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Biomed Res. 2007 Dec;28(6):323-30.

Gadolinium chloride suppresses styrene-induced cytochrome P450s expression in rat liver.

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1
Department of Biochemistry, Akita University School of Medicine, Akita 010-8543, Japan.

Abstract

To assess the effect of gadolinium (Gd) on the expression of several forms of cytochrome P450 (P450s) and antioxidant enzymes, we treated rats with gadolinium chloride (25 mg as Gd/kg body weight) 4 h after styrene (a multiple P450 inducer) treatment (600 mg/kg). Gd treatment significantly suppressed styrene-inducible cytochrome P4502B1 (CYP2B1), CYP2B2, CYP2E1, and CYP3A2 mRNA expressions to 48.6%, 69.8%, 61.1%, and 38.5%, accompanying with the reduction of proteins expression to 1.42%, 31.2%, 21.1% and 21.1%, respectively, compared with styrene alone treatment. Gd suppressed styrene-inducible CYP1A2 expression, but only at the protein level. On the other hand, styrene treatment caused a decrease in reduced form of glutathione (GSH), as well as increases in lipid peroxide and serum ALT and AST activities, suggesting the occurrence of hepatic damage probably due to styrene-induced oxidative stress in rat liver. Post-treatment of Gd attenuated this styrene-caused hepatic damage. Moreover, mRNA expressions of cellular antioxidant enzymes such as catalase, CuZn-superoxide dismutase (CuZnSOD) and glutathione peroxidase (GPX) were hardly changed by styrene and/or Gd treatment. In summary, Gd suppressed styrene-inducible expression of not only CYP2B1 but also several forms of P450 at both the mRNA and protein levels, along with attenuation of styrene-caused liver damage. These findings suggested that Gd is a chemo-preventive agent against hepatic damage caused by xenobiotics requiring biotransformation.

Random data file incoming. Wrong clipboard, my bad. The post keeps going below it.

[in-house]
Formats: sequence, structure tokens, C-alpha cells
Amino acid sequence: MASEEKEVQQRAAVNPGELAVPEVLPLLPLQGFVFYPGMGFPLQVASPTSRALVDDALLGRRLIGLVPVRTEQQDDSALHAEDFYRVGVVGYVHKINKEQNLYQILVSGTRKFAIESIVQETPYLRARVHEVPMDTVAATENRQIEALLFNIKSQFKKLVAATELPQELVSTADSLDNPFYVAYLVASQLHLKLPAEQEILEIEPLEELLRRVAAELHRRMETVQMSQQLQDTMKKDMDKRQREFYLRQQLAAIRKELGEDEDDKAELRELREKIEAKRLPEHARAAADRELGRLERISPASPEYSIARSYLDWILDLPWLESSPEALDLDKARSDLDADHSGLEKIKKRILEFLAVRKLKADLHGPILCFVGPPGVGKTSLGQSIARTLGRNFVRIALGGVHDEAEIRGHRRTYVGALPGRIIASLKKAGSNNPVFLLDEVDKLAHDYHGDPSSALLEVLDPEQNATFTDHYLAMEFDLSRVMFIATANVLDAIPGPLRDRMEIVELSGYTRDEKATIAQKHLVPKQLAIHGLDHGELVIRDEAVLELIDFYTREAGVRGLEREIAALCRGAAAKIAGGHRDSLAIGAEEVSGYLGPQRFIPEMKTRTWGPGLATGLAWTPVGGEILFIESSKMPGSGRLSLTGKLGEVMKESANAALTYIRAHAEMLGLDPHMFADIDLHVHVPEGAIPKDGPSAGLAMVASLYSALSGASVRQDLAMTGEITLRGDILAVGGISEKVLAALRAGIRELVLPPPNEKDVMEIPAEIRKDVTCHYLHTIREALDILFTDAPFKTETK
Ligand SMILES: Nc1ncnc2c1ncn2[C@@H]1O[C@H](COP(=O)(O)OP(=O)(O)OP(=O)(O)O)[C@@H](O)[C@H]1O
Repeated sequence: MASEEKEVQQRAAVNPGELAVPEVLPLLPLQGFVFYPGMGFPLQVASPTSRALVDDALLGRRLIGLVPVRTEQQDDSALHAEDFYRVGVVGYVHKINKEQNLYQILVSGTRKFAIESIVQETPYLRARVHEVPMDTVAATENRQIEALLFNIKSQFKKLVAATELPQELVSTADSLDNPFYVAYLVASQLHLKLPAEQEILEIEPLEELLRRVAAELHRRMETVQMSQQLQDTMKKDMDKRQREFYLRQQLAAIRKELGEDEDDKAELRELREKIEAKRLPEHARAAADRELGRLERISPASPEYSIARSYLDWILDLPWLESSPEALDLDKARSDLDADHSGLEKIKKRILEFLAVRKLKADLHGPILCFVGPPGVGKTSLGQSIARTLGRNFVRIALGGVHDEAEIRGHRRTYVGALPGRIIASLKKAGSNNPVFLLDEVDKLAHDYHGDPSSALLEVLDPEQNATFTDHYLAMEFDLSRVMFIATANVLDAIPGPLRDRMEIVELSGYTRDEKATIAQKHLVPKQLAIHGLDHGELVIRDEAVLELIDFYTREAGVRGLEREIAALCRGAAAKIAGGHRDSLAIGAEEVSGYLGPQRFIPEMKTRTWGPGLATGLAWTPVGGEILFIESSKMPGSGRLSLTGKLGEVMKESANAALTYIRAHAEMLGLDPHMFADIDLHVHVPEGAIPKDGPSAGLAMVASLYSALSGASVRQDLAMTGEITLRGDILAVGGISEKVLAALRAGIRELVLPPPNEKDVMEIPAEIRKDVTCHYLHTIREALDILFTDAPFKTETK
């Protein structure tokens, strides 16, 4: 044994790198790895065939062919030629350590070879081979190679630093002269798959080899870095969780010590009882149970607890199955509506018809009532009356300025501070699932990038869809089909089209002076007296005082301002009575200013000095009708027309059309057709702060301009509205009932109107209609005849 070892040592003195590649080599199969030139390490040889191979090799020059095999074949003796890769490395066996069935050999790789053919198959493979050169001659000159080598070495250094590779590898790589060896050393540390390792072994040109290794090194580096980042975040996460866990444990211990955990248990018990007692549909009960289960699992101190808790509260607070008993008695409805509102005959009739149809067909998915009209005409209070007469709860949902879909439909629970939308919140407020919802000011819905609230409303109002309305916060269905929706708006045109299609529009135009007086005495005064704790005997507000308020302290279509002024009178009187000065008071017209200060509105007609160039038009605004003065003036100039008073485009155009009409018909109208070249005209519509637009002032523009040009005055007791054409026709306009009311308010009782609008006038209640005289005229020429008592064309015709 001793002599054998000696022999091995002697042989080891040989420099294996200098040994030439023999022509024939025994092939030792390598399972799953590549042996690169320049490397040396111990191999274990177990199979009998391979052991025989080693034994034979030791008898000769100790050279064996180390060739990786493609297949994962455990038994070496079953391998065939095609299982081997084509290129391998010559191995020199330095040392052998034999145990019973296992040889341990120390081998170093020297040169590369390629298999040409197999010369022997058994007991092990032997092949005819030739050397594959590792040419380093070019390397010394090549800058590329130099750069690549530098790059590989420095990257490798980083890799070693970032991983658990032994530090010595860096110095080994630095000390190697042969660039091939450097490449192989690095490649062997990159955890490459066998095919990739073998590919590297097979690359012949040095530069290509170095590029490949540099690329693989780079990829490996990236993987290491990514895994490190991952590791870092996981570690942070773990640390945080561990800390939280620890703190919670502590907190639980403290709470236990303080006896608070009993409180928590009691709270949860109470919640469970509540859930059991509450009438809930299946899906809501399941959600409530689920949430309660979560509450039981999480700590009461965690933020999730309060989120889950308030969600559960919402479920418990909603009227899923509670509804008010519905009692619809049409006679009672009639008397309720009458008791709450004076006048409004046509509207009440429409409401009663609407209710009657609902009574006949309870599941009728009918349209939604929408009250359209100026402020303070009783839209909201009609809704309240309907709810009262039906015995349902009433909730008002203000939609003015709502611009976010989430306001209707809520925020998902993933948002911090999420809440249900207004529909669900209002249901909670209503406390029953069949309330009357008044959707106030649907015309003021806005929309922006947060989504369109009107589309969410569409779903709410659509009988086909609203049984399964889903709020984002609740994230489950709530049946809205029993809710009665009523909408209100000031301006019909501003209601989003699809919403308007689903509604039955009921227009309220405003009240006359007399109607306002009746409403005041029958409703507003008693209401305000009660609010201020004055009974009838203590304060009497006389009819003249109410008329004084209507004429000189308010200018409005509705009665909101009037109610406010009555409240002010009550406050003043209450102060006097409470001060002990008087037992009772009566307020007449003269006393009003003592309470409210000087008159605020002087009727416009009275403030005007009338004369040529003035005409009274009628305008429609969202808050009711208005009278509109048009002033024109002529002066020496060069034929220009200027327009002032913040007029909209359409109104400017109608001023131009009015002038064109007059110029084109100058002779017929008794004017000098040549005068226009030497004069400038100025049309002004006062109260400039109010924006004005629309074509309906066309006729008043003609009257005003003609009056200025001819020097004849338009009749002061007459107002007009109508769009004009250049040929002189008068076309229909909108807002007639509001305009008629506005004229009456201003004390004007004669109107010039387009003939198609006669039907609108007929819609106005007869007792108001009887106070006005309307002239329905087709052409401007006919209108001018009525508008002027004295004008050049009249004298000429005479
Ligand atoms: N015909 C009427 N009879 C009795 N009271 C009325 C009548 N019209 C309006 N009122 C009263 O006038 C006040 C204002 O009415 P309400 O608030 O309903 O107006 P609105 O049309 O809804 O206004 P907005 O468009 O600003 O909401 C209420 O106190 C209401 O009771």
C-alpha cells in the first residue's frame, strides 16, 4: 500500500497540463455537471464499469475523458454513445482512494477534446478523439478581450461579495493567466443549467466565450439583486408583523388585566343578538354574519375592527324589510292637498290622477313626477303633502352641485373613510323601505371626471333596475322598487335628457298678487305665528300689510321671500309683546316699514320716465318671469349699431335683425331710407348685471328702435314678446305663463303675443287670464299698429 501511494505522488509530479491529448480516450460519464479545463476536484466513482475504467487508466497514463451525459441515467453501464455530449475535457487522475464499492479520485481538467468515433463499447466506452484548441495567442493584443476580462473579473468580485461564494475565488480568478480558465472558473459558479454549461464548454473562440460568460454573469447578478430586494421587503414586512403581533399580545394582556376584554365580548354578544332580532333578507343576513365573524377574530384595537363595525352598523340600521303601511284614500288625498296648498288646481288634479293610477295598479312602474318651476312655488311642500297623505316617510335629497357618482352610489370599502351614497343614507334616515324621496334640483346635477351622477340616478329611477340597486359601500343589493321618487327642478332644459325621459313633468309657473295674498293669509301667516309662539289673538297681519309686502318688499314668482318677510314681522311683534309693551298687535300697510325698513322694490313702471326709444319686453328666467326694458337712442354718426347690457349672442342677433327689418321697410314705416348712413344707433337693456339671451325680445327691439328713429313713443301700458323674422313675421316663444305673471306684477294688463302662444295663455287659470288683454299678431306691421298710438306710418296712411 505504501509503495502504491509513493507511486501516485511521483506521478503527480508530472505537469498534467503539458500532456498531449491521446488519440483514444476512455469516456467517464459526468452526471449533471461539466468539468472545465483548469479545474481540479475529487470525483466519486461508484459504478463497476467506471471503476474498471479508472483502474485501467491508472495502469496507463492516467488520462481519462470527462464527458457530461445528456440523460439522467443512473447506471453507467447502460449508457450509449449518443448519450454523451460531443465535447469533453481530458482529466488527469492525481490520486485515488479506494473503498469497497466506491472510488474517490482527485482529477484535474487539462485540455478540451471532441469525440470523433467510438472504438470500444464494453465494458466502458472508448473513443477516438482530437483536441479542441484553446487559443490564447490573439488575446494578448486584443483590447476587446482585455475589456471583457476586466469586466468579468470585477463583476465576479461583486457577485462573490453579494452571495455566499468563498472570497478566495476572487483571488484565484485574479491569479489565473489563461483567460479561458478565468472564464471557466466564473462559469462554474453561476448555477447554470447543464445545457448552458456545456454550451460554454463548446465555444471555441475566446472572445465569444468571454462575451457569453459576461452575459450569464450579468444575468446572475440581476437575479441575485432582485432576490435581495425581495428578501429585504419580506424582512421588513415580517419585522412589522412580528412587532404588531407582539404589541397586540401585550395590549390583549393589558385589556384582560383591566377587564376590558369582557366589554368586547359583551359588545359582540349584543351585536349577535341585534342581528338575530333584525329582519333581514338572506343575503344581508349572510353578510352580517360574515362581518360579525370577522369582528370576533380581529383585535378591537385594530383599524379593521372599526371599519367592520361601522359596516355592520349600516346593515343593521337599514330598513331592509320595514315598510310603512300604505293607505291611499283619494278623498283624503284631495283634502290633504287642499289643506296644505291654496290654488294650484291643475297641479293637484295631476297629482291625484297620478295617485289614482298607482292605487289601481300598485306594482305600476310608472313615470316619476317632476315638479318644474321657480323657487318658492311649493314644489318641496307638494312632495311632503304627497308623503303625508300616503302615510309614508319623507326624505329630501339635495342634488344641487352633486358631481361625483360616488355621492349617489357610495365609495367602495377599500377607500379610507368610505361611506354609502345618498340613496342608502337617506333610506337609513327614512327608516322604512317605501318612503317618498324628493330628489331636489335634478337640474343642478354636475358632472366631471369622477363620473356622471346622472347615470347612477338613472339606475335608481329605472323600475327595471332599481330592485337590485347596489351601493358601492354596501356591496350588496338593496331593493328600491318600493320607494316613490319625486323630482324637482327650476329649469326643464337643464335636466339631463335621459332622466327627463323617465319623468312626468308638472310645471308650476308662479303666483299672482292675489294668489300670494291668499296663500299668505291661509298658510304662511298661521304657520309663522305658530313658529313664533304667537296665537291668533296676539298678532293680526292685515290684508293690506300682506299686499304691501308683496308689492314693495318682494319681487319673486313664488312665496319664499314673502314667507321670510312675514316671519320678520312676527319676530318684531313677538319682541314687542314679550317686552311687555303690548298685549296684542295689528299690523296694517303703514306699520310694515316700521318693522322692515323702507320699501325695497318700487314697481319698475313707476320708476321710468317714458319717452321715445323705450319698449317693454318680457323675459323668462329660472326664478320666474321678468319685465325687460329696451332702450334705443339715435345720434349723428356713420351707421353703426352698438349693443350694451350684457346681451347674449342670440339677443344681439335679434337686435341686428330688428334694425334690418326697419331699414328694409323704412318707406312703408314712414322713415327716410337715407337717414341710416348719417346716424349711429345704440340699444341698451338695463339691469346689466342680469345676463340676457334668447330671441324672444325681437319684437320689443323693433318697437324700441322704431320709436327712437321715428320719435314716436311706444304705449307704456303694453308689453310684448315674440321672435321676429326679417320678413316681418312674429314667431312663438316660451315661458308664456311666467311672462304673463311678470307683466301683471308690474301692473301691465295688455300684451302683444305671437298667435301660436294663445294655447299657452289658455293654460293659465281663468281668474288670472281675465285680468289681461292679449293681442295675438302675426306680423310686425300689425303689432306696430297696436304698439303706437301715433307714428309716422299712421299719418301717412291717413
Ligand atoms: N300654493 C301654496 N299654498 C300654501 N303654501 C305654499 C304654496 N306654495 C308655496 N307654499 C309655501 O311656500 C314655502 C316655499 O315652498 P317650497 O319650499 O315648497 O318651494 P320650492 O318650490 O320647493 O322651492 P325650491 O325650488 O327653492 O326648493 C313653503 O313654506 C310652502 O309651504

PMID:
18202523
[Indexed for MEDLINE]
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